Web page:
On the eve of a Town Meeting Day that will see several Vermont communities consider declaring themselves "sanctuary cities," Attorney General T.J. Donovan released legal guidelines for local officials that present nuances to the debate.
On Tuesday, Plainfield, Hartland, Calais and East Montpelier are scheduled to debate curtailing local cooperation with federal immigration authorities, while officials in Richmond also expect discussion on the issue. Montpelier, Winooski, Burlington and South Burlington are also considering sanctuary status, but are not making any decisions on Town Meeting Day.
While cautioning that the popular term "sanctuary" city or town is "undefinable," Donovan said that communities have the right to tell local officials not to expend resources enforcing immigration law.
For example, municipalities can choose not to cooperate with "immigration detainers" — requests from federal immigration authorities to hold people already in custody for up to 48 hours while they determine whether to charge them with immigration offenses. Local authorities can, in most instances, also be prohibited from asking about a person's immigration status, Donovan said.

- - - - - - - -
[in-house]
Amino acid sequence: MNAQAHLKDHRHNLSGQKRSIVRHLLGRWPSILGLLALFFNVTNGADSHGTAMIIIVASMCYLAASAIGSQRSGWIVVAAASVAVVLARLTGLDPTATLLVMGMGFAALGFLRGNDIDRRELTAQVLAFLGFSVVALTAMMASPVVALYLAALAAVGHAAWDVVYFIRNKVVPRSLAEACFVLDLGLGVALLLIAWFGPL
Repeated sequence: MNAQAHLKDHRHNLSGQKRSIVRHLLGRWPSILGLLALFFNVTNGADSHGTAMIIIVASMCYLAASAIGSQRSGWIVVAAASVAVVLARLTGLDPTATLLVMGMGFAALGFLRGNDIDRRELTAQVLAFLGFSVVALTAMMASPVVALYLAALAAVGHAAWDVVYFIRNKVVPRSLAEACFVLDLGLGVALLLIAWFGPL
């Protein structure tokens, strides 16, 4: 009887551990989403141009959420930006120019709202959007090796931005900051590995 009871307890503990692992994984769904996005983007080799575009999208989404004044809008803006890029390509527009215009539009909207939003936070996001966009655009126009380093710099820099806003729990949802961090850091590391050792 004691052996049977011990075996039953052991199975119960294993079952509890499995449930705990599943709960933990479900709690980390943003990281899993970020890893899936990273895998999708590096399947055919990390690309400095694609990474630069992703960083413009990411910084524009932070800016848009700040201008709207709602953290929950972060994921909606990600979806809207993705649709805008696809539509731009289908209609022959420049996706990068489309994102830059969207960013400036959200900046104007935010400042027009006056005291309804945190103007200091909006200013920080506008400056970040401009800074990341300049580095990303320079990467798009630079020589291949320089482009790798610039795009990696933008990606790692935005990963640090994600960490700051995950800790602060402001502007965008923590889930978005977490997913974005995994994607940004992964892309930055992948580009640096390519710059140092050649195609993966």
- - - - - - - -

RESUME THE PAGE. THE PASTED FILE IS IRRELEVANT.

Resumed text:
Donovan warned that communities could expose themselves to liability for holding someone on a federal immigration detainer without enough evidence that the person has committed an immigration crime. Simply being in the country unlawfully is a civil matter, not criminal.
But communities cannot prohibit employees from sharing any information they glean about a person's immigration status with federal authorities, Donovan said.
Donovan also warned that the state does have the power to tell municipalities whether they can cooperate with immigration investigations.